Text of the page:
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Audie Cole is a study in contrasts—while having a terrible training camp, he has been arguably the most electric player this preseason.
He had a strong showing in his first preseason game, with three tackles—one for a loss—and a sack. Added to that total is one quarterback hit.
But it was his second game that catapulted him into preseason consciousness, for whatever that's worth.
While not recording any tackles, he did record two interceptions, both returned for touchdowns.
On back-to-back plays.
To some, this answered some serious questions about Cole's play—his coverage skills have been a real worry for many fans following the Vikings closely.
It wasn't just reports coming out of practice, either: that had always been Cole's biggest knock. At North Carolina State, he only recorded one interception in his four years there.
His biggest advantage has been his field intelligence and excellent positioning, which played a big part in the second interception of the night—he read the quarterback and the receiver, then jumped the route, helped in part by sloppy route running from Namaan Roosevelt.
Unfortunately, his speed and agility gave rise to further issues that scouts had with his otherwise excellent play with the Wolfpack. So far, he's been able to use his other assets to mask his speed issues.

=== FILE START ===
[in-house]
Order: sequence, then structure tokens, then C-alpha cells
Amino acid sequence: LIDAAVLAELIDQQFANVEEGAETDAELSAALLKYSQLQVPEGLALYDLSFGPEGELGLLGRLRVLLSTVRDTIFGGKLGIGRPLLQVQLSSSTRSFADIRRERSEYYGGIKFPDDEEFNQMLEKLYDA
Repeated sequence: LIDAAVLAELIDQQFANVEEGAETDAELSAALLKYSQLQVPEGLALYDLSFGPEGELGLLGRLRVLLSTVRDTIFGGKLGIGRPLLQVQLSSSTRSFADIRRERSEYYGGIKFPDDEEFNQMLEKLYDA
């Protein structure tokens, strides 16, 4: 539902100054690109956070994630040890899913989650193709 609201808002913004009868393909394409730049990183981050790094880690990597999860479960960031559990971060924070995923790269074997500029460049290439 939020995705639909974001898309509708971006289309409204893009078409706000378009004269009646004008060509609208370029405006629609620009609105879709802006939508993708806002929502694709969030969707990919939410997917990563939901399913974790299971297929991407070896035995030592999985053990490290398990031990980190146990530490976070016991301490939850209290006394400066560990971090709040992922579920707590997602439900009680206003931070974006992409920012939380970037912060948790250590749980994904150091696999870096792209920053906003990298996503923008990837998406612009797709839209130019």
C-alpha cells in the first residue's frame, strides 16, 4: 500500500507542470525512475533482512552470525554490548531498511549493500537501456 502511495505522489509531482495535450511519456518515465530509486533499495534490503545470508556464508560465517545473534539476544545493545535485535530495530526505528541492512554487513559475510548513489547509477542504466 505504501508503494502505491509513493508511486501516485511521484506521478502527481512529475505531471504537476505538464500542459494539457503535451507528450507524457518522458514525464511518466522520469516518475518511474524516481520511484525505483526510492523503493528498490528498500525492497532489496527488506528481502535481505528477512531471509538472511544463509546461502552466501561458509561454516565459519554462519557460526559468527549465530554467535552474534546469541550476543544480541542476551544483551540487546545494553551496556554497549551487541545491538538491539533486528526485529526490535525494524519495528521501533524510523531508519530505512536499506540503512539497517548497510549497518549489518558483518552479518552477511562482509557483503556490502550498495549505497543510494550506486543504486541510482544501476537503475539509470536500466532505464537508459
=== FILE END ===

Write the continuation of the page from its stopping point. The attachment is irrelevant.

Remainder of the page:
He did not do as well in his limited snaps in San Diego, incidentally. While the stat sheet shows a tackle for a stop at two yards, and another tackle for loss, the first tackle was a product of luck. Cole read the play correctly and got into position for a run out wide by Edwin Baker, but Baker beat him out left and he was burned.
Or rather, he would have been, had Baker not tripped and fell.
The second tackle occurred as San Diego was running out the clock to seal the win. The offense ran it up the middle and the defense shut it down. Nothing really to Cole's credit.
At any rate, Cole is still on the bubble and accountable for his bad offseason, and will be fighting for a roster spot on Thursday. Whether or not he's on the outside looking in or fighting for a spot he just gained, he'll need to play at his best in order to supplant Tyrone McKenzie, Larry Dean and Marvin Mitchell.